• “Those who hold that the Fall had such universal consequences for Nature often use that doctrine—coupled with their eschatological vision as replacement, rather than restoration, of the present ordere—often use that doctrine as a “cop-out” or excuse for failing to care for the PRESENT creation, thereby undermining environmentalism).” Exactly.

  2. This is an interesting approach, but doesn’t it create an impossible empirical problem. How do you trace all the causes of death or the culture of death? If I decide to stop doing an action because it leads to death through an intricate web of causes and effects that I cannot clearly see, how do I know that the new actions I start taking don’t also lead to death?

    What if the death causing systems also create or sustain life? Do we end up with a kind of utilitarianism?

    • Those are valid questions. I think what Sobrino is trying to tackle is the problem of living in a world in which most oppression occurs as the result of impersonal forces that are impossible to attribute to individual actors. Also the problem of separating intent from result. Is God less displeased with suffering that occurs as the result of seemingly automated forces as opposed to willed harm that happens between individuals? Furthermore, does the overlap of agency when a large-scale social problem is a contributing factor in a personal sin like domestic violence mean that effectively I’m sinning with the guy who beats his wife partly because he’s getting crushed at work in the economic system I’m helping to create?

      I think the progressive error is to say that you’re “doing something” to address the injustice in the world just by talking about it and putting it on a sign and taking it to a march in DC. The harder thing is to figure out how to live our lives differently, create alternative economic systems that are life-giving, etc. Thank God we can think about this under an umbrella of grace. If Matthew 25 was the standard and there were no cross, we would be in deep trouble.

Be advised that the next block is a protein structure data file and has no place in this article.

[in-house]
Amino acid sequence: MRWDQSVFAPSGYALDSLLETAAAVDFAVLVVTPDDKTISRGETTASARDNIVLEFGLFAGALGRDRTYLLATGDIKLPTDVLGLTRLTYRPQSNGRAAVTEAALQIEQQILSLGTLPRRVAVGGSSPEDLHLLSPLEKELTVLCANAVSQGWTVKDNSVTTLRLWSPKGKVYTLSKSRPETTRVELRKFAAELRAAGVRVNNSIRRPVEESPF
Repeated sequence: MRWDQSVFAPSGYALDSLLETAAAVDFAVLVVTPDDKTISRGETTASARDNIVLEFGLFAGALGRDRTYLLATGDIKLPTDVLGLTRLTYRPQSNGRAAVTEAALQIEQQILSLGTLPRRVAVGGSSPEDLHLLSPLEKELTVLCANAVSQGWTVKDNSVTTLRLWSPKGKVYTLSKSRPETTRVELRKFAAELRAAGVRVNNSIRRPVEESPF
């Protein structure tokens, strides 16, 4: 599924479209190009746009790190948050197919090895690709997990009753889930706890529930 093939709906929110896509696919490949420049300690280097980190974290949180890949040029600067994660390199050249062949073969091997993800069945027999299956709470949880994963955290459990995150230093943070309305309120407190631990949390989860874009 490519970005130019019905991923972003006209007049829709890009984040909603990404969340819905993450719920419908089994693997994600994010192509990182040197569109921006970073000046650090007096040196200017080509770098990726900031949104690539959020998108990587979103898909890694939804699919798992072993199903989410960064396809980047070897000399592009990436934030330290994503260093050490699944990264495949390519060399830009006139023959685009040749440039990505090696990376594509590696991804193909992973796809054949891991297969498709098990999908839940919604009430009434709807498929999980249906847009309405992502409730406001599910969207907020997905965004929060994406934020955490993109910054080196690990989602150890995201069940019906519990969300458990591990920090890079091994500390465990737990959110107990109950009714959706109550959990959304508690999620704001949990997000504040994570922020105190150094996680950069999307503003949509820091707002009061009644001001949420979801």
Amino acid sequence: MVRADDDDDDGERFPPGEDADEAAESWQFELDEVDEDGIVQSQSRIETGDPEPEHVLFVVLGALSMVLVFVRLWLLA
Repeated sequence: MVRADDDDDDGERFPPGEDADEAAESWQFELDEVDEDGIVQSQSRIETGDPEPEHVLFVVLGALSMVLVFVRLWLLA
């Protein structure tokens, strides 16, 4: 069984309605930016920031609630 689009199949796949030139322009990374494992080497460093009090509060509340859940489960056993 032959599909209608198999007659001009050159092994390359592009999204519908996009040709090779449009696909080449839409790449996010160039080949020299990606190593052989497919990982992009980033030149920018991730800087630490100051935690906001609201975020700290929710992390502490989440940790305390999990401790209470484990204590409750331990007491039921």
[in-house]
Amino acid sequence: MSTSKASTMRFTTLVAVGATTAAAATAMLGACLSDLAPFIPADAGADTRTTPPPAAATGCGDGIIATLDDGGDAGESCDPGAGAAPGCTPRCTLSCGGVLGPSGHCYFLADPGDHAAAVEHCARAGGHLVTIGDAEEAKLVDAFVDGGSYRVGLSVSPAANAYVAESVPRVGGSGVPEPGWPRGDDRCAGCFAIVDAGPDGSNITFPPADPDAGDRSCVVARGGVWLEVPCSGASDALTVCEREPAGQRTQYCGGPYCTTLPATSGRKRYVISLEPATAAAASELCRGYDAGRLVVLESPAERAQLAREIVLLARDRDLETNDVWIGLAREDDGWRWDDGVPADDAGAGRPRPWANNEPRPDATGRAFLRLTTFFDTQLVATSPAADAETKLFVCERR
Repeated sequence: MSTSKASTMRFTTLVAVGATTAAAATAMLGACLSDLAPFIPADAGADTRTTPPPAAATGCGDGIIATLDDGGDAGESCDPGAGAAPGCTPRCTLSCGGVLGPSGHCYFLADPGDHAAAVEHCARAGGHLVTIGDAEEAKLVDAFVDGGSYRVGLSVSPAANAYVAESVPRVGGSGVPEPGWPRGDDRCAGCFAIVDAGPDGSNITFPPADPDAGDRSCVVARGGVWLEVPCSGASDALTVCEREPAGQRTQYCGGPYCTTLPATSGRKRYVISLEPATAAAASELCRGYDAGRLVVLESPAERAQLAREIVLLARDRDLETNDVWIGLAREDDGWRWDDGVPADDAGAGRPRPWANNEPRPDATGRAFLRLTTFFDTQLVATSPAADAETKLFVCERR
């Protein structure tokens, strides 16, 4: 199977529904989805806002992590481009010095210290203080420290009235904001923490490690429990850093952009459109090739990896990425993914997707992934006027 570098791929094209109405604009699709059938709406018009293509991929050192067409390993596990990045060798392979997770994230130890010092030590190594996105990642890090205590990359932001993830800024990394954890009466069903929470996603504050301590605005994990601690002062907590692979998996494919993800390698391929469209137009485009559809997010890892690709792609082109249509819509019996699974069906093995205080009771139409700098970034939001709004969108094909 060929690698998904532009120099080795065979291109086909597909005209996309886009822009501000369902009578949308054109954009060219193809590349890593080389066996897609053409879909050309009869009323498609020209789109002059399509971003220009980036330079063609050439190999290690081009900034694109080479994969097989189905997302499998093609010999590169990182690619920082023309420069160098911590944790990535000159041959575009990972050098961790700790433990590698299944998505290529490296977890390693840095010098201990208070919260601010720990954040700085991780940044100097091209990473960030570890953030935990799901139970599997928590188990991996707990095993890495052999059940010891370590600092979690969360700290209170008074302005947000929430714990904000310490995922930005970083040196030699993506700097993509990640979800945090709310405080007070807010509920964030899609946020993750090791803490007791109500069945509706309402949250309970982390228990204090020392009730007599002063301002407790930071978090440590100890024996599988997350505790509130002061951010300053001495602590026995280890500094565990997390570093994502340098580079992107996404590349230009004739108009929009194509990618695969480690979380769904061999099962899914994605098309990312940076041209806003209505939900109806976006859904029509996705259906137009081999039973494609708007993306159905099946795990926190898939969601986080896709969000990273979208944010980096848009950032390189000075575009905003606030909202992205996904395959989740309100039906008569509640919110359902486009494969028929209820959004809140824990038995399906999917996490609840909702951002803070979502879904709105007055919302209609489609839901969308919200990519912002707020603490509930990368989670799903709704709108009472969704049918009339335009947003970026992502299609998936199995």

3. Didn’t Paul say ‘the wages of sin are death’? I know that some will say that it means that God punishes those who sin with death (or actually with hell for some reason not derived from the text) but I would think that it simply means that sin just leads to nothing but death and destruction. So a definition of sin as ‘that which causes’ (leads to) death, instead of leading towards God, the only Source of Life (which would be salvation) seems quite logical to me…

  4. Just as in your analysis of the Garden of Eden, Sobrino’s definition makes sense if there are two types of death. This is certainly a mystery to meditate upon, if one is concerned with tying everything together. To address this from a completely different perspective, psychotherapists describe healthy people as feeling primarily love and saying ‘yes’ to life. People who are trapped in suffering, they describe as feeling primarily fear and saying ‘no’ to life. I beg pardon for slight inaccuracies. Maybe someone more knowledgeable in psychotherapy could offer corrections. In my experience, psychotherapy is a valid path to innocence. It has deepened my understanding and appreciation for the Gospel.